The evenness of the notes is an important factor in the piano's perceived ability to play soft. Suppose one note sounds one way, and the next note you play sounds louder or softer with the same stroke of the key. That difference becomes a limitation in the piano's ability to play louder or softer. The more even the piano plays, the greater the graduations in volume.

I do not always go through all these steps, because sometimes I can make a big difference by rough methods, especially when dealing with inexpensive pianos. It is worth doing a little on these pianos, because it makes the owner feel better about their piano, and that is good for them and their appreciation of music. It may only take me a few minutes to make a substantial improvement.


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Re: Are mellowness and softness connected?
BDB #2934712 01/16/20 09:45 AM
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BDB - Thank you for the explanation. The piano technician’s job is a wonderful combination of art and science. grin


J & J
Estonia L190 Hidden Beauty
Casio Privia PX-330
I don’t play well but I play far better than I sing.
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Re: Are mellowness and softness connected?
BDB #2934713 01/16/20 09:50 AM
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I was interested in what you said about inexpensive pianos. I’m guessing that the less expensive pianos typically get much less factory prep and little dealer prep, so some voicing work from you is a huge improvement to the sound for the owners. Thank you. It’s nice to hear about.


J & J
Estonia L190 Hidden Beauty
Casio Privia PX-330
I don’t play well but I play far better than I sing.
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Re: Are mellowness and softness connected?
pianoloverus #2934832 01/16/20 01:03 PM
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Yes thank you for sharing this information .
There seems to be quite an interest in this
subject on the forum at the moment .

Last edited by Lady Bird; 01/16/20 01:03 PM. Reason: Extra word
Re: Are mellowness and softness connected?
pianoloverus #2934919 01/16/20 03:42 PM
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Pianos have "built in" sound ideals that vary - if sometimes only slightly from make to make, model to model. This is different from "spot voicing" whereby only certain notes get adjusted. To me a softer tone is nice unless it becomes 'muffled' Others may of course disagree with this. Needless to say that the application and requirements change also very much depending on use and location. Some pianos that need projecting into a space or room [like into concert halls] where they typically have to compete with other instruments on same stage, may not sound as nice upfront. But "do the job" when listening from a distance. For home use, a slightly mellower/softer tone may be preferable, again depending on personal preference. From my own experience matt and high polish finishes sometimes also play into this equation. [sorry for the plug...]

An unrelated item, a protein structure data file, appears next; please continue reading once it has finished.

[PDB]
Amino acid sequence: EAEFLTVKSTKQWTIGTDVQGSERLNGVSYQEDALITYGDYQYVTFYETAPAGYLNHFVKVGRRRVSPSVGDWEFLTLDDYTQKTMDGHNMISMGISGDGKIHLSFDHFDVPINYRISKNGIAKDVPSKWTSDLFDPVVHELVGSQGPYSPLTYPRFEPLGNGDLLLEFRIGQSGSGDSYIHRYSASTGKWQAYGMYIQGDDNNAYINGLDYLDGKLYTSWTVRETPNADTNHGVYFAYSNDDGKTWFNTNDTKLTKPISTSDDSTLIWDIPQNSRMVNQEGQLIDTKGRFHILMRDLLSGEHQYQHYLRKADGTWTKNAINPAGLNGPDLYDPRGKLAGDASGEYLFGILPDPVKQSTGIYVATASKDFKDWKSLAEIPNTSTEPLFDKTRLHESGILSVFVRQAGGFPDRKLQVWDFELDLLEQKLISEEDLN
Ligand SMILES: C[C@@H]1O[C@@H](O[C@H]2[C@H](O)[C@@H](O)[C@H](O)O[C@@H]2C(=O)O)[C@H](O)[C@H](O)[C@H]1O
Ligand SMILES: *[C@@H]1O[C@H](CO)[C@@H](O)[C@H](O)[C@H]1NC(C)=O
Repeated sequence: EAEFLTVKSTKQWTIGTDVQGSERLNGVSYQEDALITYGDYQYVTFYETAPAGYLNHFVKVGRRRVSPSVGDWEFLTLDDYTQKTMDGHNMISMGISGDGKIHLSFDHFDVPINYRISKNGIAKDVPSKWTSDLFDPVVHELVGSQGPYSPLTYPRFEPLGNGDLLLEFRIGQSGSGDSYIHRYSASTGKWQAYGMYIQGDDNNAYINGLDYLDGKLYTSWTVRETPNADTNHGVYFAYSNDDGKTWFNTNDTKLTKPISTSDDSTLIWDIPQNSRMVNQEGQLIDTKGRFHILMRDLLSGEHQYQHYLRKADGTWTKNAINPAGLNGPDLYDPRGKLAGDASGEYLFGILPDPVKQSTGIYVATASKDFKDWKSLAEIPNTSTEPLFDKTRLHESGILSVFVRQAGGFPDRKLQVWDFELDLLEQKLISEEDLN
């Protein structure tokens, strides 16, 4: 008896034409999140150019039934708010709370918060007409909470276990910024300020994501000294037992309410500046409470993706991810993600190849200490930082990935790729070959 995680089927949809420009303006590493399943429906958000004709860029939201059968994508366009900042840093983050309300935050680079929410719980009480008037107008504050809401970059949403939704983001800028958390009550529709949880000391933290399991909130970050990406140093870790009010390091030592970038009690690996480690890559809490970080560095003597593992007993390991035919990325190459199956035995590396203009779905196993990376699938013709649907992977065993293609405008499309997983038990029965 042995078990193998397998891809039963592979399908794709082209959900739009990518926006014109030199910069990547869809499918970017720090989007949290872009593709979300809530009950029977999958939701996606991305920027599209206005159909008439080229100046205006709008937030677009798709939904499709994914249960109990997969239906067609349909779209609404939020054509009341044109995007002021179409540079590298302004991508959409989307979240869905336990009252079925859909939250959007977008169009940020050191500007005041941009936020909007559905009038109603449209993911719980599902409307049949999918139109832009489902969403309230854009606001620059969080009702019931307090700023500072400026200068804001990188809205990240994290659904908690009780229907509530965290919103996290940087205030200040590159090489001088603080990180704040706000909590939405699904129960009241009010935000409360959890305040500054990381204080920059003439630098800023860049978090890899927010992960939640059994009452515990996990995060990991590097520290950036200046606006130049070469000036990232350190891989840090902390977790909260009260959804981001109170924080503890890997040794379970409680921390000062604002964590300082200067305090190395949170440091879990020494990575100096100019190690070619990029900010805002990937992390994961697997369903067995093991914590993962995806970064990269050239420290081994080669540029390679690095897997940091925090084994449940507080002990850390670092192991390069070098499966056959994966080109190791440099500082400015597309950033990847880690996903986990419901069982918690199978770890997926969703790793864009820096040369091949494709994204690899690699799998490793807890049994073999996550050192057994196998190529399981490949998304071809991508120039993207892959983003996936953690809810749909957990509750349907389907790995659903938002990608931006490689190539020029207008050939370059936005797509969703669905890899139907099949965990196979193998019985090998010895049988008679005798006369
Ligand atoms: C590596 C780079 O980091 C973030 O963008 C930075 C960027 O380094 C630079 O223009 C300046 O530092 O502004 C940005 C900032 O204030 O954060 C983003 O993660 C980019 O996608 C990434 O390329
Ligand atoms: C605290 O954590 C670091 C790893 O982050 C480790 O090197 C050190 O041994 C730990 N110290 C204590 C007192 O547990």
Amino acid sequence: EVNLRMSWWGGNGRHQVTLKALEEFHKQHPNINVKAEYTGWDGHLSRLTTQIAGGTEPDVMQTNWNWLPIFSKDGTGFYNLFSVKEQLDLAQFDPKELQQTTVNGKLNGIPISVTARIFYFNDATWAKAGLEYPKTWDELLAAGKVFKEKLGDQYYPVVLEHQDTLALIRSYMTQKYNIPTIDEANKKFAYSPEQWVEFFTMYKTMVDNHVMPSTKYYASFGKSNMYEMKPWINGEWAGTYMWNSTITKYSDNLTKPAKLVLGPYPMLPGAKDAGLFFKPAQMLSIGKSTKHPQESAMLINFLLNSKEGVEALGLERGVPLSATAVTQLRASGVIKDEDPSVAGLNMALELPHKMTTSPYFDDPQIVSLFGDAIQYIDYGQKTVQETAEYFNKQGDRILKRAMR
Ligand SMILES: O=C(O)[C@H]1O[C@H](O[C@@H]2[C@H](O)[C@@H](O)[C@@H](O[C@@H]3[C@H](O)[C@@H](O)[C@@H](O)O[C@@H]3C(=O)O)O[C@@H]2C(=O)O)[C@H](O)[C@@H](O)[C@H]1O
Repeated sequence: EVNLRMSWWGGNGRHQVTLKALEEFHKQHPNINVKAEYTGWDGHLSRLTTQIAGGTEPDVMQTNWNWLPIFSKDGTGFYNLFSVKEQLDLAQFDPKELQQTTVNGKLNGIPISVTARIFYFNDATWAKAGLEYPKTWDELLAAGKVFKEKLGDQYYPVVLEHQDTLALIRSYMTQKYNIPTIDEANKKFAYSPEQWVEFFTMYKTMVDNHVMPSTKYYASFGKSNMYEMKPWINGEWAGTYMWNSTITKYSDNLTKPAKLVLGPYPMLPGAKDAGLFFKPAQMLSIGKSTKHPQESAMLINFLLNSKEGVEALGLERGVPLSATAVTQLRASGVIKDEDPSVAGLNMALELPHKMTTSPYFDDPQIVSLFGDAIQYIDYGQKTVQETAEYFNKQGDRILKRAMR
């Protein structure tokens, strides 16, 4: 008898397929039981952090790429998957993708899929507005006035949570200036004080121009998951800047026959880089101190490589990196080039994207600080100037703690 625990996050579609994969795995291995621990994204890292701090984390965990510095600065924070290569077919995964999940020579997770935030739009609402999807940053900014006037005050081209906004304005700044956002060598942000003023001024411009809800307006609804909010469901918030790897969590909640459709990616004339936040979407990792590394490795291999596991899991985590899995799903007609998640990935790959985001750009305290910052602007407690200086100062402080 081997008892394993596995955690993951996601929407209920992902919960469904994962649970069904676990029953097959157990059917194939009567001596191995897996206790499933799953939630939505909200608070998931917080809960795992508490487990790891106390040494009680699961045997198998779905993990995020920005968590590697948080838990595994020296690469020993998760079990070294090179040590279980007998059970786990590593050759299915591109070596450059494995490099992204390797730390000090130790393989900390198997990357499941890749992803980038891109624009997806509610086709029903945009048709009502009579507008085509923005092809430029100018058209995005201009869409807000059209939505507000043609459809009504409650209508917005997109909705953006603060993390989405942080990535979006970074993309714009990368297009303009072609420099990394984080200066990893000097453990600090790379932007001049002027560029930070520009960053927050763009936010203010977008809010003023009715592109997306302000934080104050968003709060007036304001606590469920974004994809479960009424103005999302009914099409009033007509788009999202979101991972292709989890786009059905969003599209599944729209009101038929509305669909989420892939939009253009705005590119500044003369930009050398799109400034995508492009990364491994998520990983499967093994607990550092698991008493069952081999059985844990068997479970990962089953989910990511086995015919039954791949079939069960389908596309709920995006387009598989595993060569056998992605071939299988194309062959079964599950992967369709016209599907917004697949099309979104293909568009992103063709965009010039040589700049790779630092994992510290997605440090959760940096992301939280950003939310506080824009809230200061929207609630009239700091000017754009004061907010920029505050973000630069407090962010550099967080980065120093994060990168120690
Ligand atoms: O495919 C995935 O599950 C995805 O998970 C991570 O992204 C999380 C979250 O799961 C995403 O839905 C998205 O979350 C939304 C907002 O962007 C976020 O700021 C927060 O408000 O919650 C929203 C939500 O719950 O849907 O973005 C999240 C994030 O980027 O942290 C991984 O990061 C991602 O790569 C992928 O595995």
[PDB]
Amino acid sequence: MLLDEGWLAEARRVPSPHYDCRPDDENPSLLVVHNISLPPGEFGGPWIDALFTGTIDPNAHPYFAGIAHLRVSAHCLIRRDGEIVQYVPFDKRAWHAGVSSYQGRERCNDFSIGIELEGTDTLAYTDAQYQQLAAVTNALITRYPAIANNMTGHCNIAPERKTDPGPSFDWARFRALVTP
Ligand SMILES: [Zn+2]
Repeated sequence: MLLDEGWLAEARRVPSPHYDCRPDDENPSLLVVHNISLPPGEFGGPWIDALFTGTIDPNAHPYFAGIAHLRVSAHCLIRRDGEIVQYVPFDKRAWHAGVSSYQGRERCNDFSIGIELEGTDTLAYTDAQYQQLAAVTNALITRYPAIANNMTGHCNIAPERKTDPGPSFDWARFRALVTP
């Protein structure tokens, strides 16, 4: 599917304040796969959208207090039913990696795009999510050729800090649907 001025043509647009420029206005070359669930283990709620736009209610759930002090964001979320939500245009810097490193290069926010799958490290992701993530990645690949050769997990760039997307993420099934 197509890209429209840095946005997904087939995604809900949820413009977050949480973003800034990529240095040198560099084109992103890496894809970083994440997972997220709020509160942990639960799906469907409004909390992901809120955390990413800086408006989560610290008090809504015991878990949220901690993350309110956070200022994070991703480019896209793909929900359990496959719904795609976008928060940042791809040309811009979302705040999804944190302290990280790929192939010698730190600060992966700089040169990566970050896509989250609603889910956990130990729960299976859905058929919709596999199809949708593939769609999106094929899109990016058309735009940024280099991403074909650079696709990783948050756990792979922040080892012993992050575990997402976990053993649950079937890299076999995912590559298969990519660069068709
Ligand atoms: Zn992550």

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Last edited by Norbert; 01/16/20 03:48 PM.

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Re: Are mellowness and softness connected?
pianoloverus #2934923 01/16/20 03:48 PM
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For me, the simple (simplistic?) answer is "melowness" is a tonal quality while "softness" is a volume characteristic.

Regards,


BruceD
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Re: Are mellowness and softness connected?
BruceD #2934948 01/16/20 04:59 PM
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Originally Posted by BruceD
For me, the simple (simplistic?) answer is "melowness" is a tonal quality while "softness" is a volume characteristic.

Regards,

I would say that is correct especially for Classical musicians. But too mellow for me CAN be
" not singing " Does a small touch of brightness make the tone singing ?
I agree about softness being a characteristic, at least at least in theory.
I find in Classical music ,the pianist becomes more creative with a piano
which is not too bright .(subjective I know )

Re: Are mellowness and softness connected?
pianoloverus #2934960 01/16/20 05:24 PM
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There is a reason why from the beginning different velocities have been approximated in digital piano's with low-pass filters. Volume and frequency spectrum are definitely related.

Re: Are mellowness and softness connected?
BruceD #2935238 01/17/20 10:03 AM
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Originally Posted by BruceD
For me, the simple (simplistic?) answer is "melowness" is a tonal quality while "softness" is a volume characteristic.
I understand completely what you are saying,

OTOH I think the two might be connected which is the thought behind my post. For example, if a tech is voices a piano to be less bright will that automatically make it softer(meaning either easier to play pp or the same key velocity will produce a softer tone than before the voicing)? And conversely, if a tech voices a piano softer will that make the tone more mellow?